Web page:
Assistant Professor of Environmental Studies Eugenio Arima and Hobart student Matthew Wallace ’11 spent three weeks this summer in the Amazon, working on an educational documentary about environmental applications of geospatial technologies. The two looked at how the technologies (GIS, GPS, remote sensing) have been used in attempts to halt deforestation there. Arima received a grant from the National Science Foundation to support research into how such technologies are being used in environmental applications, as well as for the creation of an educational documentary on the “Paragominas Initiative.”
Paragominas County was developed in the 1960s when the government opened the first road connecting the northern Amazon to the south. From the mid-1980s to 1990s, Paragominas was the most important logging center in Brazil. The area also received many fiscal incentives for cattle ranching.
The last time Arima was in the county of Paragominas, it was during a logging boom and he recalls dust and smoke heavy in the air from the burning of the sawmills’ residue. Such intense logging and prolific cattle ranching had caused significant deforestation in the county.
On his return trip with Wallace this June, Arima says he was surprised at how much the county had changed in 10 years. “I was impressed by how much better it was – the clean streets, nice pedestrian lines, clearer air,” he says.
It was Paragominas’ turnaround efforts in the past two years that Arima and Wallace were there to document. In 2008, the county was one of 45 put on a government list indicating the amount of deforestation was too high causing economic setbacks. Banks, for example, would not lend money for any economic activity in those counties without proof of appropriate environmental licenses and documents.
“Rather than fight the legislation, Paragominas has a very progressive mayor who worked with the president of the cattle ranching association to get off the list – and do it the right way,” explains Arima.
Among the requirements for removal from the list was that at least 80 percent of a county’s private properties had to be georeferenced. Using satellite imagery and an outside environmental agency, the government could then look at individual properties and assess and assign responsibility for deforestation. Paragominas took the proactive approach against deforestation and to support the county’s economic growth; it implemented a “zero” deforestation policy and completed the geomapping of properties. It was removed from the list this year.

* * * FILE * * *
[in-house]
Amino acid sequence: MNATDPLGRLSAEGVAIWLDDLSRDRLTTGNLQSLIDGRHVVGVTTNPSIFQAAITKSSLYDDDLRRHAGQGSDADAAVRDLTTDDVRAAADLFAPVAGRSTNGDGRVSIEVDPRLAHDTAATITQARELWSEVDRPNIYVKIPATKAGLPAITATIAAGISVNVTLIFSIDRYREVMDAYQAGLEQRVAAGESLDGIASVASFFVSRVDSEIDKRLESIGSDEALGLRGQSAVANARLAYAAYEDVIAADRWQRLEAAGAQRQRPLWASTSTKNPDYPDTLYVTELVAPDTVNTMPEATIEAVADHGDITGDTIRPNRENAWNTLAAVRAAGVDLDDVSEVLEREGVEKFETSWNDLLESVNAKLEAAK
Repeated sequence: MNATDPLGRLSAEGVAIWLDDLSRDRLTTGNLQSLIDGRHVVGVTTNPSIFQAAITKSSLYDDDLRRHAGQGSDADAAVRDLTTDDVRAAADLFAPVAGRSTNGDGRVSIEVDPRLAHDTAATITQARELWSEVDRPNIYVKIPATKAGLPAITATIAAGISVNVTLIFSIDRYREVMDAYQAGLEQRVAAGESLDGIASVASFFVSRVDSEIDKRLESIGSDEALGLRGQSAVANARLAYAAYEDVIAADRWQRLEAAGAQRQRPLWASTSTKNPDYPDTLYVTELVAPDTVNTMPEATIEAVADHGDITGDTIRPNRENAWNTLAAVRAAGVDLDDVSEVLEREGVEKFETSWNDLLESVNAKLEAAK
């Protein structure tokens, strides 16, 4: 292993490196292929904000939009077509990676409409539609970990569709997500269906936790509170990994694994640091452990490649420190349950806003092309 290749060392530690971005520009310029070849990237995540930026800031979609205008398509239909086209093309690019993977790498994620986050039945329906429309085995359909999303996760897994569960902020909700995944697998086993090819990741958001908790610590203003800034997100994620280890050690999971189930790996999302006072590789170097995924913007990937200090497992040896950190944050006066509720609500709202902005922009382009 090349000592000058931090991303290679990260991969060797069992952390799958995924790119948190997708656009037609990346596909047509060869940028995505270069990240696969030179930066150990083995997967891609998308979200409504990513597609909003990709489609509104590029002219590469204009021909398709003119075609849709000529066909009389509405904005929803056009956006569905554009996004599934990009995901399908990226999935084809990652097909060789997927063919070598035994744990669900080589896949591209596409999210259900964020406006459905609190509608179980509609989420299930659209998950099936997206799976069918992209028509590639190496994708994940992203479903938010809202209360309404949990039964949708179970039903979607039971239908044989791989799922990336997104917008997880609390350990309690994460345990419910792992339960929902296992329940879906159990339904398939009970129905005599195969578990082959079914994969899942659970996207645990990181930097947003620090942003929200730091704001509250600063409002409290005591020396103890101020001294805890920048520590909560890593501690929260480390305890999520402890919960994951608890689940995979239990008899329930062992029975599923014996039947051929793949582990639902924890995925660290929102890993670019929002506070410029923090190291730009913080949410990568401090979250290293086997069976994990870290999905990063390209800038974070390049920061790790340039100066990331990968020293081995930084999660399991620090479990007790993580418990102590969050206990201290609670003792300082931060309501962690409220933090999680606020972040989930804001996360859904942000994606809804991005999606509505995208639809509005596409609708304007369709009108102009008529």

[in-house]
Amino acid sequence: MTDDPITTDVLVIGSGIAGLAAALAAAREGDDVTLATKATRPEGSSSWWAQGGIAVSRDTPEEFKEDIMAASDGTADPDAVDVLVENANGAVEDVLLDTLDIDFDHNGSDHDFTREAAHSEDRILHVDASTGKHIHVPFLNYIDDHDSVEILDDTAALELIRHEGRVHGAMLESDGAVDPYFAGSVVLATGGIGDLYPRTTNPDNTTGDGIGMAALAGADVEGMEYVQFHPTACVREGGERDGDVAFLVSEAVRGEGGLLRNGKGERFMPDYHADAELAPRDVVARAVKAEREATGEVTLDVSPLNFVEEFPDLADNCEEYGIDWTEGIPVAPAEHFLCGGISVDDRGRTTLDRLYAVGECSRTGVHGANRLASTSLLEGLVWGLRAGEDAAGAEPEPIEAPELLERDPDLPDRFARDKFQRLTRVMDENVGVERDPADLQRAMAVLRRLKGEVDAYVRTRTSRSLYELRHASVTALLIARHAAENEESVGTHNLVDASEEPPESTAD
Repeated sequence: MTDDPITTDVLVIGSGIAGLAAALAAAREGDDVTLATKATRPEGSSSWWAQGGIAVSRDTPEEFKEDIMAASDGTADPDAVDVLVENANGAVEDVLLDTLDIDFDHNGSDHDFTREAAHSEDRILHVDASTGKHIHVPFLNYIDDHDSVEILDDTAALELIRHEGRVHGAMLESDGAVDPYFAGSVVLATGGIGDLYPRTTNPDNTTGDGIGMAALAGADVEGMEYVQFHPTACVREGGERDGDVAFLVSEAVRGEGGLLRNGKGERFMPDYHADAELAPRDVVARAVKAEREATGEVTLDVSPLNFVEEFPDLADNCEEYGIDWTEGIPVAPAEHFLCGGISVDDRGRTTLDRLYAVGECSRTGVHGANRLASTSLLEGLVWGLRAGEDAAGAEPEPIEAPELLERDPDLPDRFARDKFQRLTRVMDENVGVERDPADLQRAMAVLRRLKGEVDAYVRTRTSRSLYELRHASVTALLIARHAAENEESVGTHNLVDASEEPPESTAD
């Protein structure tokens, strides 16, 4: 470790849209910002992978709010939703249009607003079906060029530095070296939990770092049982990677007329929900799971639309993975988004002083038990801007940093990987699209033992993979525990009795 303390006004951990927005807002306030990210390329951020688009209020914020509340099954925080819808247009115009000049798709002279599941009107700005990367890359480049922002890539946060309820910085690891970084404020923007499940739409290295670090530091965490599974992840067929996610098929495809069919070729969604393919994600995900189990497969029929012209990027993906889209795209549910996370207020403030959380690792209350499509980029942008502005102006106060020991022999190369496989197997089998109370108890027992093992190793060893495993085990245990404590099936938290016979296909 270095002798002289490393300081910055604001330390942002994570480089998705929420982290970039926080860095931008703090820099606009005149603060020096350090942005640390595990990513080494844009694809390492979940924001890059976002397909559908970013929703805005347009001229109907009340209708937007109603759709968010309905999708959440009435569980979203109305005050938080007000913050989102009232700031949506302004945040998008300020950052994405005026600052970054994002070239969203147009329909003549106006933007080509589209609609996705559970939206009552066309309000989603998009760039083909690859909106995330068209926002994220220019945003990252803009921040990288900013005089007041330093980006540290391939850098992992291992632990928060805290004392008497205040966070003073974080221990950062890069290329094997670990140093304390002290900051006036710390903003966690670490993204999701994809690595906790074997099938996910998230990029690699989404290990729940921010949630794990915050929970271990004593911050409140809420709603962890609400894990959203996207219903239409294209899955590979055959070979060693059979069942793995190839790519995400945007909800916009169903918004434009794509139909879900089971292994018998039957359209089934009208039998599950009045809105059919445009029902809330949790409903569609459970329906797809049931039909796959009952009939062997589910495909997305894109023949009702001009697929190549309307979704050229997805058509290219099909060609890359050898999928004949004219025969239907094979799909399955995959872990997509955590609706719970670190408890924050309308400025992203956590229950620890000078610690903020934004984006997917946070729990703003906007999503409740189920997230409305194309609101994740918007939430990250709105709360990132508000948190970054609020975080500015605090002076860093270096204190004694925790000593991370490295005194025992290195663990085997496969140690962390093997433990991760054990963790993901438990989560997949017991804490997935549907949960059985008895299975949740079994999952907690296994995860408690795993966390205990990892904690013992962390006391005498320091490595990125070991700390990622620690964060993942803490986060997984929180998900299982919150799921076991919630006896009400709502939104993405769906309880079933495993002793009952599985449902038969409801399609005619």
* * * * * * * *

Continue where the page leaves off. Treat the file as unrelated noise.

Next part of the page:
Arima and Wallace filmed the collection of GPS points and processing of geospatial data in the lab. They also interviewed a number of people involved in or impacted by the deforestation efforts, including the mayor of the municipality; long-time residents; the president of the cattle ranching association; secretary of the environment; and representatives from Imazon and The Nature Conservancy, NGOs that are supporting the initiative with the Brazilian government.
“Everyone knows the size of the rainforest,” says Wallace. “Trying to enforce against deforestation without this technology would be impossible.”
Wallace was responsible for researching the town’s efforts over the past two years, looking at the political and policy side of the situation and preparing the interviews (who was to be interviewed, what to ask). He then filmed both the background footage and the interviews, which Arima conducted in Portuguese.
Completion of the documentary will become Wallace’s Senior Integrative Experience (SIE) when he returns to Hobart this fall. Likely with the help of a media and society student, he will work on editing the documentary and creating a teaching tool for it. Wallace is also undertaking an internship with Jamie MaKinster, associate professor of education. Using some of the case studies from Brazil, they will teach high school teachers and students to use GIS systems.
“I’ve already gotten so much out of the experience, from education about the problem of deforestation in Brazil and what they’re trying to do about it to just being in South America for the first time and being immersed in the culture,” says Wallace.
Next summer, Arima hopes to employ the help of another student as he works to create the course, “Amazonian Development.” It will include online materials, video clips and hopefully footage of scientists in the field in the Amazon to show what they are doing there.
Wallace plans to purse environmental studies in graduate school, possibly looking at the policy side of environmental issues in the U.S. Since his trip this summer, however, he says he’s still considering all the possibilities in the field.
Photo: Wallace in the Amazon between documentary shoots.